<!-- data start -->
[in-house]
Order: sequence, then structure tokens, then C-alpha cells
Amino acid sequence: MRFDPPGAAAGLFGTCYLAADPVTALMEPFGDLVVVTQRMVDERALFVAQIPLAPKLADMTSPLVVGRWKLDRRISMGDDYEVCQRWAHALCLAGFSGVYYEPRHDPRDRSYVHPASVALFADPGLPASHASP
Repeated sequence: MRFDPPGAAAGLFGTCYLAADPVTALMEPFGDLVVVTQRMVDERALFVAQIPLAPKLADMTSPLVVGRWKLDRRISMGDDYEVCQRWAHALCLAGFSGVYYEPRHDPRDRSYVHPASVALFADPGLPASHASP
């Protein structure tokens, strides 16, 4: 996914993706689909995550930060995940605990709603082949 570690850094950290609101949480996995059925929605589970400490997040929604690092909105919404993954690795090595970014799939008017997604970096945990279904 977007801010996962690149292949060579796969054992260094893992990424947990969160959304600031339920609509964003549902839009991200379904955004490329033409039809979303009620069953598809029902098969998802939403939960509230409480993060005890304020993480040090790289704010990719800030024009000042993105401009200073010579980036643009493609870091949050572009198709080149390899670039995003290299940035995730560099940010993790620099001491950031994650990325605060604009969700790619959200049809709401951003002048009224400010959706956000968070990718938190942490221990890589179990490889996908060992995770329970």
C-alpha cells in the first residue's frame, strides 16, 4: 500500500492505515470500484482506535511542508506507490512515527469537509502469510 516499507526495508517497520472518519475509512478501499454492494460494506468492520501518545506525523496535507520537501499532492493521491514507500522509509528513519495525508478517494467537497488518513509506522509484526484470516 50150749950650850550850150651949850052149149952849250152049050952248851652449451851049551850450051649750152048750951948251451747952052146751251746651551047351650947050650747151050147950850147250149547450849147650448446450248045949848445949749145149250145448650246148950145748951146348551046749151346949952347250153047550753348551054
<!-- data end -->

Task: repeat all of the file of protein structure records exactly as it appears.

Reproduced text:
[in-house]
Order: sequence, then structure tokens, then C-alpha cells
Amino acid sequence: MRFDPPGAAAGLFGTCYLAADPVTALMEPFGDLVVVTQRMVDERALFVAQIPLAPKLADMTSPLVVGRWKLDRRISMGDDYEVCQRWAHALCLAGFSGVYYEPRHDPRDRSYVHPASVALFADPGLPASHASP
Repeated sequence: MRFDPPGAAAGLFGTCYLAADPVTALMEPFGDLVVVTQRMVDERALFVAQIPLAPKLADMTSPLVVGRWKLDRRISMGDDYEVCQRWAHALCLAGFSGVYYEPRHDPRDRSYVHPASVALFADPGLPASHASP
């Protein structure tokens, strides 16, 4: 996914993706689909995550930060995940605990709603082949 570690850094950290609101949480996995059925929605589970400490997040929604690092909105919404993954690795090595970014799939008017997604970096945990279904 977007801010996962690149292949060579796969054992260094893992990424947990969160959304600031339920609509964003549902839009991200379904955004490329033409039809979303009620069953598809029902098969998802939403939960509230409480993060005890304020993480040090790289704010990719800030024009000042993105401009200073010579980036643009493609870091949050572009198709080149390899670039995003290299940035995730560099940010993790620099001491950031994650990325605060604009969700790619959200049809709401951003002048009224400010959706956000968070990718938190942490221990890589179990490889996908060992995770329970």
C-alpha cells in the first residue's frame, strides 16, 4: 500500500492505515470500484482506535511542508506507490512515527469537509502469510 516499507526495508517497520472518519475509512478501499454492494460494506468492520501518545506525523496535507520537501499532492493521491514507500522509509528513519495525508478517494467537497488518513509506522509484526484470516 50150749950650850550850150651949850052149149952849250152049050952248851652449451851049551850450051649750152048750951948251451747952052146751251746651551047351650947050650747151050147950850147250149547450849147650448446450248045949848445949749145149250145448650246148950145748951146348551046749151346949952347250153047550753348551054